If you treat H&S like passing on a hot potato, your strategy will fail

It’s probably true to say that the only people who like a really complex subject are those that are learning to master it (with a sense of purpose) or those who feel they know enough to move around it, practice their expertise, and develop their weaknesses.

As with a lot of areas involved in I.T., so-called ‘end Users’ just want the thing to work and any problems to be solved by someone else – while we get on with the really important work.

So it can be with some Managing Directors, or Directors who have taken on the responsibility of ensuring Health & Safety systems are up-to-scratch.

Just do it for me’ is often the approach, but of course the wrong approach – someone must keep things on the boil and ensure all risk areas are being dealt with.

Frequently, H&S is passed onto an Administrator or Senior HR person who do their best to get everyone working together but may not have the management ‘clout’ to get actions followed-through.

They’ve been given the veritable ‘hot potato’ and a pair of oven-gloves (i.e. the assistance of a H&S Consultant – flattering image, eh?). After an initial ‘honeymoon’ period where everyone is pretending to the MD that they’re all enthusiastic about the new strategy, the person holding the hot potato can’t seem to be able to get anyone interested in turning up and contributing.

This is a failure of leadership and oversight. People can work for years skirting around high-risk areas just because the person (often a Director or Senior Manager) in charge doesn’t co-operate. If you’re not holding the hot potato yourself, it’s an easy matter to hold people off indefinitely by saying: ‘I didn’t see the email’ or ‘I’ll get around to this later’ etc. etc.

The person trying to get things actioned is very often too concerned about not rocking-the-boat or spoiling relationships to push too hard, and the person ultimately in charge frequently doesn’t give them enough support. Again, this is unacceptable.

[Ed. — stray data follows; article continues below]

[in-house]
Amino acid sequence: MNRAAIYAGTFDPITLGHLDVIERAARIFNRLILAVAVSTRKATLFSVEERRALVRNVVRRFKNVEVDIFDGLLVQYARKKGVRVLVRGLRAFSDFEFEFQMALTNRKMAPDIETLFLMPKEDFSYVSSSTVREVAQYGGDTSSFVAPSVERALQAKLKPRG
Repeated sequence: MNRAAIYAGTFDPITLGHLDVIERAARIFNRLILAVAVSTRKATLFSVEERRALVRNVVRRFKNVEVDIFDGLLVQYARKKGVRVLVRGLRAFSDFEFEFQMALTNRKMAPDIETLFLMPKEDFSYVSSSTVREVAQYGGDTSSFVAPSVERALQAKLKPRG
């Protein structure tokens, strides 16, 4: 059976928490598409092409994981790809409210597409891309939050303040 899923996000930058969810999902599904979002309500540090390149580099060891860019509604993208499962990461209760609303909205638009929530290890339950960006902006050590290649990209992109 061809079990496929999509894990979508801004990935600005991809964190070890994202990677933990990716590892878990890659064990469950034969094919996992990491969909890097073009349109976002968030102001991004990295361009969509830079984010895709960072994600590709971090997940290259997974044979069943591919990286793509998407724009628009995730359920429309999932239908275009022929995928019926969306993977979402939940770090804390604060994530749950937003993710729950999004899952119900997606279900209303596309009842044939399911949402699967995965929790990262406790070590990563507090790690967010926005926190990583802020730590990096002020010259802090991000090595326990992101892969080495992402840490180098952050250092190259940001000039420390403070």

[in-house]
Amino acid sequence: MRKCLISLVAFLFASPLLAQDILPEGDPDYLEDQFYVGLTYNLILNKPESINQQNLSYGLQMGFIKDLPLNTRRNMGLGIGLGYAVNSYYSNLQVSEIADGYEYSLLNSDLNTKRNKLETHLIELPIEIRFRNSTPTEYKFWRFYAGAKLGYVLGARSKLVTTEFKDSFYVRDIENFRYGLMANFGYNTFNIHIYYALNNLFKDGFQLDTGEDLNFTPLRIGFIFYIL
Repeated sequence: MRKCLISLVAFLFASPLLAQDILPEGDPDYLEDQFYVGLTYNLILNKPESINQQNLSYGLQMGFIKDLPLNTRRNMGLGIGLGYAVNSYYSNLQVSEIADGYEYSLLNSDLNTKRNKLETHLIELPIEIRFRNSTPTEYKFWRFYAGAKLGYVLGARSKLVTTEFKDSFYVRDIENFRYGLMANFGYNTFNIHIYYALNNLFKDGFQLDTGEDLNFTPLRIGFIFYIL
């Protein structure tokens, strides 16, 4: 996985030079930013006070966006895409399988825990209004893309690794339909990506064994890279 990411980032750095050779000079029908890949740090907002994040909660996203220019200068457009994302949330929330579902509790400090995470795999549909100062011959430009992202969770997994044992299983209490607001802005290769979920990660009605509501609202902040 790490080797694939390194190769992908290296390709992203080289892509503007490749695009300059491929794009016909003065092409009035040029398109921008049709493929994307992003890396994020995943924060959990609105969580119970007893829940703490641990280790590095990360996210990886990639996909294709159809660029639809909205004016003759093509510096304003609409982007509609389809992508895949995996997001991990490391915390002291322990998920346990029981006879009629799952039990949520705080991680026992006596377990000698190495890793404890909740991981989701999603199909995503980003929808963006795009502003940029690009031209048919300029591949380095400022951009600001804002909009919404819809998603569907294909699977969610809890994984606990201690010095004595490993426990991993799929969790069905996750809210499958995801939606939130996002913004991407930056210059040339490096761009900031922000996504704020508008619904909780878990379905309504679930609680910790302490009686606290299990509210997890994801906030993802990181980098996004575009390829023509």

In H&S there seems to be the attitude amongst many senior managers and directors of ‘Just tell us exactly what to do’. This is only a minor improvement on the more crude ‘Just do it for me‘ and often comes with the implication of not getting too personally involved, not being able to read anything substantive, and treating all subjects like a ‘goods in – goods out’ type of problem.

Imagine going to a counsellor because you’re suffering from stress and they say ‘OK, I’m quite short of time, let’s cut out the needless chit-chat and analysis, these things are usually about your family or job…. here’s some lifestyle leaflets to read…. NEXT!’

The point is, as I’ve written in another blog post, the product, or ‘Goods Out’ (i.e. what we need to do about H&S for this organization) comes from the right people coming to the table, discussing the strengths/weaknesses of their risk control systems (i.e. ‘Goods In’) and making suggestions for practical improvements. If this doesn’t happen, then your approach will not be consistent, won’t have the benefit of people sharing knowledge and experience, and so unsurprisingly as a senior manager you’ll have too many ‘Known and Unknown Unknowns‘ as famously put by Donald Rumsfeld.

MD’s and Senior Managers: If you let people with responsibility for areas of risk within your organization ‘off-the-hook’ on this then you WILL fail to get the assurance you need that you are doing enough to protect your workers.

To return to the analogy, this ‘hot potato’ must not reside too comfortably or for too long with one person with limited influence who you’ve given the oven-glove to. If necessary, buy more oven-gloves (consultant time in this analogy) and make sure the right people attend, contribute, and are held accountable.